I'm huge fan of fixing my stuff instead of replacing it. This mindset saves me a ton of money, but it also minimizes the amount of stuff I'm sending to the landfill. I consider this to be a win-win. My arsenal of supplies normally includes needles and thread, various glues, duct tape and even a soldering iron. However, there are simply some broken things that stump me. I've been seeing Sugru on the internet for years, but had never wanted to pull the trigger. Priced at $12 for a three-pack, it's not exactly cheap.
I decided it was time to explore what's been called the "World's most versatile glue." Except it isn't really glue. It's a air drying moldable rubber that seems to be infinitely functional. Waterproof, heat and cold resistant, this stuff sounded intriguing.
What happened when we put 'Fix That Thing' Sugru to the test!
The most popular use for Sugru is for protecting electronic chargers when the plastic cover inevitably tear away. Behold my scrappy charger cord:
This was the perfect beginner project, as it's a straightforward as can be. Plus, the Sugru website has a tutorial specifically on how to repair a USB charger cable.
The single packet of Sugru had enough product to cover four or five chargers, so I ran around the house giving extra protection to all my family's chargers. This might not be the prettiest repair, but it saved me the $19 it would have cost to buy a new charger cord from Apple. (Please note that Sugru can only be used on cables under 24v.)
At this point I was hooked. I began to search my home to see what else needed fixing.
My eyes fell on my groovy handbag. My Queen Bee brand purse had started to wear through on the bottom, and since new ones cost $148, this became my second project. I opened a packet of the "pitch black" Sugru and rolled four tiny balls, which I then molded over the torn parts of my purse. I let it cure the recommended 24 hours, and am delighted to announce that the Sugru is holding tightly. The purse simply looks like it has rubber feet now, which is A-Ok in my book.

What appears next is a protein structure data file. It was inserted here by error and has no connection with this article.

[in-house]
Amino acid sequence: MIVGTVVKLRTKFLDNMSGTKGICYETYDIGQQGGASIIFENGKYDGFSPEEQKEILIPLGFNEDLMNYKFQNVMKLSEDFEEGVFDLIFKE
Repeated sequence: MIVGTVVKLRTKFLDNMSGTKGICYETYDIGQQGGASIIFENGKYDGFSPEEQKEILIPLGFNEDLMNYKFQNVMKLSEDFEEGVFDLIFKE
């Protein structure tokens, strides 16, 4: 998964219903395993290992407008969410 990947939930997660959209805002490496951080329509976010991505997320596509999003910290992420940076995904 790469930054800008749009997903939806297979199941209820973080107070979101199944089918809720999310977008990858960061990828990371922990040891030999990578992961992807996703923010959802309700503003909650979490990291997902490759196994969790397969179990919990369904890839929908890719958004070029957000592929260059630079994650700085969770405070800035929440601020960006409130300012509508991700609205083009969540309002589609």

Sugru has a remarkable ability to glue smooth surfaces together, which is highly unique. It's popular for gluing Go-Pros onto helmets or Legos onto just about anything. (Did you know that Lego mini-figure hands are the perfect size to hold an electronics charger cord?)
Seriously, how cute is this?
More easy ways to use Sugru:
- Fix your fitbit strap.
- Repair your video game controller knobs.
- Affix taps onto any type of shoe.
- Create a new zipper pull for clothing or luggage.
- Repair your dishwasher basket.
- Shoe and boot repair.
- Create wall hooks that do no damage.
- Repair broken parts in your refrigerator.
It's a smart investment to tuck at least a couple packs of Sugru in your toolbox, as its uses are only limited by your creativity. The applications for Sugru are endless, and happy customers are constantly figuring out new uses. They come in sets of three or eight, plus there are additional kits such as a Sugru + Magnets Kit that look amazing. And since Sugru promises to "fix, bond, cushion, replace, create and seal," I think I'll be sending even less broken stuff to the landfill from here on out.
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